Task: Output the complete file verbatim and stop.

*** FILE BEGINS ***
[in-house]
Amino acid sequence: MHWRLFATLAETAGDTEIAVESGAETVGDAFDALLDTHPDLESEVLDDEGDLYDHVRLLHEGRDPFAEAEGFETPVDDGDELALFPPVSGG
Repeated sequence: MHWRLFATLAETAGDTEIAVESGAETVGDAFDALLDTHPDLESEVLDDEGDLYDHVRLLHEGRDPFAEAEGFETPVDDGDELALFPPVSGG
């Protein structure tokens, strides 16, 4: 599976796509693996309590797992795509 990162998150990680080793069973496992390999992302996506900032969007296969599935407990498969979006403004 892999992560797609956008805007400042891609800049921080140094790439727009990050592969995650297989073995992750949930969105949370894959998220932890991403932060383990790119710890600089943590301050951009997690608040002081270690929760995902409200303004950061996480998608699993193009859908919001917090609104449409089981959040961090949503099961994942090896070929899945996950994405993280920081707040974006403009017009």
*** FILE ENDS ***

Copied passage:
[in-house]
Amino acid sequence: MHWRLFATLAETAGDTEIAVESGAETVGDAFDALLDTHPDLESEVLDDEGDLYDHVRLLHEGRDPFAEAEGFETPVDDGDELALFPPVSGG
Repeated sequence: MHWRLFATLAETAGDTEIAVESGAETVGDAFDALLDTHPDLESEVLDDEGDLYDHVRLLHEGRDPFAEAEGFETPVDDGDELALFPPVSGG
């Protein structure tokens, strides 16, 4: 599976796509693996309590797992795509 990162998150990680080793069973496992390999992302996506900032969007296969599935407990498969979006403004 892999992560797609956008805007400042891609800049921080140094790439727009990050592969995650297989073995992750949930969105949370894959998220932890991403932060383990790119710890600089943590301050951009997690608040002081270690929760995902409200303004950061996480998608699993193009859908919001917090609104449409089981959040961090949503099961994942090896070929899945996950994405993280920081707040974006403009017009």